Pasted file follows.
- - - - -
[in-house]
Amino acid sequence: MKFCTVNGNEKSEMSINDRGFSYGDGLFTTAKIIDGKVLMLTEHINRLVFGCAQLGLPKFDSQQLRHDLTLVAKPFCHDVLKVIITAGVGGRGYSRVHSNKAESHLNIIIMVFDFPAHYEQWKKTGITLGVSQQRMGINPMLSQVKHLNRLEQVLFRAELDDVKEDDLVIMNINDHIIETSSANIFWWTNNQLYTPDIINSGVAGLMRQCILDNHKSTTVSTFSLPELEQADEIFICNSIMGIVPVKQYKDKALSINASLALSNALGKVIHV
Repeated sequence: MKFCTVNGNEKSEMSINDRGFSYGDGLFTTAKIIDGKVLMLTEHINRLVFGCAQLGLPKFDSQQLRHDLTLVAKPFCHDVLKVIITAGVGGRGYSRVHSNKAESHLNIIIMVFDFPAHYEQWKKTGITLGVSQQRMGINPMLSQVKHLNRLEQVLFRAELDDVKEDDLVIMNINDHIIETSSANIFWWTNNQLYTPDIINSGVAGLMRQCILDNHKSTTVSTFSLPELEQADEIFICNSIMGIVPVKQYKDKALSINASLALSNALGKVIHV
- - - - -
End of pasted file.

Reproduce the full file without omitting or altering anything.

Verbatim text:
[in-house]
Amino acid sequence: MKFCTVNGNEKSEMSINDRGFSYGDGLFTTAKIIDGKVLMLTEHINRLVFGCAQLGLPKFDSQQLRHDLTLVAKPFCHDVLKVIITAGVGGRGYSRVHSNKAESHLNIIIMVFDFPAHYEQWKKTGITLGVSQQRMGINPMLSQVKHLNRLEQVLFRAELDDVKEDDLVIMNINDHIIETSSANIFWWTNNQLYTPDIINSGVAGLMRQCILDNHKSTTVSTFSLPELEQADEIFICNSIMGIVPVKQYKDKALSINASLALSNALGKVIHV
Repeated sequence: MKFCTVNGNEKSEMSINDRGFSYGDGLFTTAKIIDGKVLMLTEHINRLVFGCAQLGLPKFDSQQLRHDLTLVAKPFCHDVLKVIITAGVGGRGYSRVHSNKAESHLNIIIMVFDFPAHYEQWKKTGITLGVSQQRMGINPMLSQVKHLNRLEQVLFRAELDDVKEDDLVIMNINDHIIETSSANIFWWTNNQLYTPDIINSGVAGLMRQCILDNHKSTTVSTFSLPELEQADEIFICNSIMGIVPVKQYKDKALSINASLALSNALGKVIHV